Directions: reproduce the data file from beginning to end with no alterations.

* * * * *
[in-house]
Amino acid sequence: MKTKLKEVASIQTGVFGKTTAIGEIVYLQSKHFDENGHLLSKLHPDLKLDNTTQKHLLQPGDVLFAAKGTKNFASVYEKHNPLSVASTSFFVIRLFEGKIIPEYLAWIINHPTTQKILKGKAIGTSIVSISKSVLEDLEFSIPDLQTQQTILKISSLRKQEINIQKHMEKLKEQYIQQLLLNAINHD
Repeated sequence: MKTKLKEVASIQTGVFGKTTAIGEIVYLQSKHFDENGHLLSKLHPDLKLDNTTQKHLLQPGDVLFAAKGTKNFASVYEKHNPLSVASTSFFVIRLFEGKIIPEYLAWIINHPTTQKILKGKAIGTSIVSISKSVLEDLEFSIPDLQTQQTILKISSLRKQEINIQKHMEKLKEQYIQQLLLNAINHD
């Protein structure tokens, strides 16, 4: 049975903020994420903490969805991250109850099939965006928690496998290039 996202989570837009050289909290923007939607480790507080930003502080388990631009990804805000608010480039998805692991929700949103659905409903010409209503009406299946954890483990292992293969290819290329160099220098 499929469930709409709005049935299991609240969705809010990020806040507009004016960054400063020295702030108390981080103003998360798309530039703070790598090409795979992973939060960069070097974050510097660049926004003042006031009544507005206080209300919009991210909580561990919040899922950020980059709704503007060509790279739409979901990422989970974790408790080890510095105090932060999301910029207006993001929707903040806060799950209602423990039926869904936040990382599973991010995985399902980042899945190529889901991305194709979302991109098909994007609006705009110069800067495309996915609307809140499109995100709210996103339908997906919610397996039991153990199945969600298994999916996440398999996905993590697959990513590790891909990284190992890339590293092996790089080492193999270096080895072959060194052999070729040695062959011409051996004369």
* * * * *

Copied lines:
[in-house]
Amino acid sequence: MKTKLKEVASIQTGVFGKTTAIGEIVYLQSKHFDENGHLLSKLHPDLKLDNTTQKHLLQPGDVLFAAKGTKNFASVYEKHNPLSVASTSFFVIRLFEGKIIPEYLAWIINHPTTQKILKGKAIGTSIVSISKSVLEDLEFSIPDLQTQQTILKISSLRKQEINIQKHMEKLKEQYIQQLLLNAINHD
Repeated sequence: MKTKLKEVASIQTGVFGKTTAIGEIVYLQSKHFDENGHLLSKLHPDLKLDNTTQKHLLQPGDVLFAAKGTKNFASVYEKHNPLSVASTSFFVIRLFEGKIIPEYLAWIINHPTTQKILKGKAIGTSIVSISKSVLEDLEFSIPDLQTQQTILKISSLRKQEINIQKHMEKLKEQYIQQLLLNAINHD
């Protein structure tokens, strides 16, 4: 049975903020994420903490969805991250109850099939965006928690496998290039 996202989570837009050289909290923007939607480790507080930003502080388990631009990804805000608010480039998805692991929700949103659905409903010409209503009406299946954890483990292992293969290819290329160099220098 499929469930709409709005049935299991609240969705809010990020806040507009004016960054400063020295702030108390981080103003998360798309530039703070790598090409795979992973939060960069070097974050510097660049926004003042006031009544507005206080209300919009991210909580561990919040899922950020980059709704503007060509790279739409979901990422989970974790408790080890510095105090932060999301910029207006993001929707903040806060799950209602423990039926869904936040990382599973991010995985399902980042899945190529889901991305194709979302991109098909994007609006705009110069800067495309996915609307809140499109995100709210996103339908997906919610397996039991153990199945969600298994999916996440398999996905993590697959990513590790891909990284190992890339590293092996790089080492193999270096080895072959060194052999070729040695062959011409051996004369």